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People don’t forget when banks and governments mismanage their money.
I’m in Greece for a few days and have been blown away by how many people are still talking about the Greek financial crisis. As a reminder, Greece suffered the longest recession of any modern capitalistic society starting in 2009. The crisis was started by the Great Recession and exposed structural weaknesses in the Greek economy. To add fuel to the fire, it became publicly known that Greece’s government had previously underreported their sovereign debt and deficit levels.
As the economy spiraled out of control, the government initiated 12 rounds of tax increases and spending cuts. None of this policy prevented the country from having to receive three separate bail out loans from 2010 to 2015, along with a 50% reduction in debt that was owed to private banks. The entire situation could be summed up with a single sentence — Greece was in trouble for a long time and the citizens of the country suffered as a result.
Each person I’ve talked with during this trip has found a way to bring up the financial ineptitude at some point. They blame the crisis for their inability to find high-paying jobs, for their family members moving abroad, for the inflow of immigrants, or for the “bad economy.” It almost doesn’t matter if these people are right or not. This is how they genuinely feel.
These conversations remind me of something Jim Grant said about central banks: “They are the arsonist, but they get to pretend they are the firemen.” In other words, it is likely that the Greek government’s actions, both before and after the Great Recession, actually intensified the financial crisis, rather than improved it. While this is not a new concept, it feels like people around the world are waking up to this prospect.
I wish I could tell you that the same people complaining about the impact of the financial crisis were boasting about the benefits of Bitcoin — they weren’t though. Each person I’ve talked with confirmed that they have heard of Bitcoin but were relatively unaware of (1) what it is and/or (2) what the benefits are. The fact that no one was educated and enthusiastic is actually a bullish sign to me.
As more people get educated, more people will be drawn to Bitcoin. They will ultimately choose to trust software and math over humans. This is not a matter of “if,” but rather “when.” For those of us that are interested in accelerating the adoption of Bitcoin, the task is simple: Do what you can to educate the people around you.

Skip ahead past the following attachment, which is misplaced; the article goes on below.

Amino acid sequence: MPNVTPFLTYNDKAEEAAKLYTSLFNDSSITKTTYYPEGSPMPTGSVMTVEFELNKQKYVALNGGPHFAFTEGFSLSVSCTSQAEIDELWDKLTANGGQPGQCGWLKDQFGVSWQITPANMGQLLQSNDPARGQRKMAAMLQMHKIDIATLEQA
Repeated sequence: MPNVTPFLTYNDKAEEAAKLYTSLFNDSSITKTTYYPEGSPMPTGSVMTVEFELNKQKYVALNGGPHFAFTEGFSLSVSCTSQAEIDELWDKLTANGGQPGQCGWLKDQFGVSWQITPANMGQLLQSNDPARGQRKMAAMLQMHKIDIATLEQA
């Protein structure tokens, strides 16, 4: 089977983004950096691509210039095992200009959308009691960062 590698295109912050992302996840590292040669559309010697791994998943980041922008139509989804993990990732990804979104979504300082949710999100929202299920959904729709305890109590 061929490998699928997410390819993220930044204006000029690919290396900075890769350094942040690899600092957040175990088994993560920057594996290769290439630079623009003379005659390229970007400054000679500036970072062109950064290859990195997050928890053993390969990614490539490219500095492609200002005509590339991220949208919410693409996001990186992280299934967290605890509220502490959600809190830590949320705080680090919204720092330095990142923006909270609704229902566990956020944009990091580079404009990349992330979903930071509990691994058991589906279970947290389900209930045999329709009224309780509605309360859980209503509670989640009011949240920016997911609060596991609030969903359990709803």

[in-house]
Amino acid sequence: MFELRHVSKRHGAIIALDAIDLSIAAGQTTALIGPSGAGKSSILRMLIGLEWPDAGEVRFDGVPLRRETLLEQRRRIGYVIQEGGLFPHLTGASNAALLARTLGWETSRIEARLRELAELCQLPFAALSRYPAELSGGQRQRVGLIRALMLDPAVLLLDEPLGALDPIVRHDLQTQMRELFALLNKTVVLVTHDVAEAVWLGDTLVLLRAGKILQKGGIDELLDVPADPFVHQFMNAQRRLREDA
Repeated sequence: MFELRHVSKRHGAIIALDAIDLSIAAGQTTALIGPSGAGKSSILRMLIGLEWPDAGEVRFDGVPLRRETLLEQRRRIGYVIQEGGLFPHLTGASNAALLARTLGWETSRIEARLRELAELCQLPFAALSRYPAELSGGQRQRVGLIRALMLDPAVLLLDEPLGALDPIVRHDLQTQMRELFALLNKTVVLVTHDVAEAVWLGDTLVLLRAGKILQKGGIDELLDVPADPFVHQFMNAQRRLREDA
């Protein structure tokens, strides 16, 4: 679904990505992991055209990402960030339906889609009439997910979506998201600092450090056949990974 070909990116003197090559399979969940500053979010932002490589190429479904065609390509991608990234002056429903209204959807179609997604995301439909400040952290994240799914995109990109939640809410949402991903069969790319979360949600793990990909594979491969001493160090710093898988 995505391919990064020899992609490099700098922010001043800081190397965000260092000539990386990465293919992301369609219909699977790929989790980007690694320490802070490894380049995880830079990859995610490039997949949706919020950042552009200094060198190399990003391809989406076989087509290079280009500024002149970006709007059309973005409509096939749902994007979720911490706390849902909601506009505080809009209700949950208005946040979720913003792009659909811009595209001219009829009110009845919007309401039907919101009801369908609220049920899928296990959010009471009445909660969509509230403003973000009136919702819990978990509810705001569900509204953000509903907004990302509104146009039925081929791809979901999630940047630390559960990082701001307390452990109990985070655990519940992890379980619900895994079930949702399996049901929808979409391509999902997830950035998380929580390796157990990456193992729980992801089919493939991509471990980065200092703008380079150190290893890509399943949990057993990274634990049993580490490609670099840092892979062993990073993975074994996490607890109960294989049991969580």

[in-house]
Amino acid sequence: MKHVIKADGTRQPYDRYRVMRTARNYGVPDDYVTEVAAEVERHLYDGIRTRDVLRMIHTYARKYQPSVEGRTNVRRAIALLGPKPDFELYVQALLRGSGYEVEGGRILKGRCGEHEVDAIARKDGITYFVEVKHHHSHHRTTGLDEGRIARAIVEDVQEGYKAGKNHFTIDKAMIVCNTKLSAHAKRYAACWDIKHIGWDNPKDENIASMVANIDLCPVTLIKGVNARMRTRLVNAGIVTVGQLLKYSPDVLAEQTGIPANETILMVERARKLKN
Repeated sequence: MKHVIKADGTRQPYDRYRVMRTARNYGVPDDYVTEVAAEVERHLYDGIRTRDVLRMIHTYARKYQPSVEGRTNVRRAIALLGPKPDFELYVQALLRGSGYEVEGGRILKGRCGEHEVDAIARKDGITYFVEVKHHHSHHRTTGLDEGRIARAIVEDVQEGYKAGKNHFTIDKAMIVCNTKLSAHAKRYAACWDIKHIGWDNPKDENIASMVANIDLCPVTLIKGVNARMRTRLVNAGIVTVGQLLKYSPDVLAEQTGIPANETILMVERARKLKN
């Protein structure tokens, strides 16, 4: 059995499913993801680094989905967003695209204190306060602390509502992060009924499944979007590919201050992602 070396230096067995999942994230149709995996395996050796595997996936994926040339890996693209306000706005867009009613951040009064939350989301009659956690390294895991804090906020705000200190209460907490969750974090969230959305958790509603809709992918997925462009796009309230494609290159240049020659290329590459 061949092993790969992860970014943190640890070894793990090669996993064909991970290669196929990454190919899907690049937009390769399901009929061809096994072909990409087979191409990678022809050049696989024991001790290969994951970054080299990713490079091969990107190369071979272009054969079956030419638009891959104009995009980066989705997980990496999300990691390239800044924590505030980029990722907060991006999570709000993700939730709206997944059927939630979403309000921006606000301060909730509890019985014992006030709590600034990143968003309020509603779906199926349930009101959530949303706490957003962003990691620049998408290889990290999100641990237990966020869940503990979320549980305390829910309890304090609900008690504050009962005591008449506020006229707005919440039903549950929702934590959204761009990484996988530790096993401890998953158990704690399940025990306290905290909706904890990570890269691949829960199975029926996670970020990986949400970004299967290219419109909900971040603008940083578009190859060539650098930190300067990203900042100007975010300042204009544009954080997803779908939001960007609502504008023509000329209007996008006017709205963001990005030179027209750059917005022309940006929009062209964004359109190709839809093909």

Knowledge is power and people are tired of watching banks and governments mismanage their wealth.
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Singapore regulator would consider trialing certain ICOs: Singapore’s financial regulator would consider trialling some initial coin offerings in a regulatory sandbox, if such fundraising efforts are by companies focused on new technology that will improve the efficiency of capital markets. The type of digital-token sale that the Monetary Authority of Singapore would consider is one underpinned by technology that improves capital markets, for example smart contracts or something that can build a “smarter” initial public offering. Read more.
CFTC fines Bitcoin trader $1.1 million for crypto fraud: The U.S. Commodity Futures Trading Commission has jailed a bitcoin trader and fined him over $1 million for running a fraudulent bitcoin and litecoin scheme. The trader admitted to defrauding investors of hundreds of thousands of dollars after misappropriating more than $600,000 of his previous employer's funds. Read more.
IBM says blockchain can power 'open scientific research' in new patent filing: A patent application claims the process of conducting scientific research can benefit from the blockchain. Led by a team at IBM's Watson Research Center, the patent application presents a vision for dynamic collaboration – one where researchers can track their work across institutional borders. It's another non-financial application of the distributed-ledger technology, which IBM has championed in recent months. Read more.
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Nothing in this email is intended to serve as financial advice. Do your own research.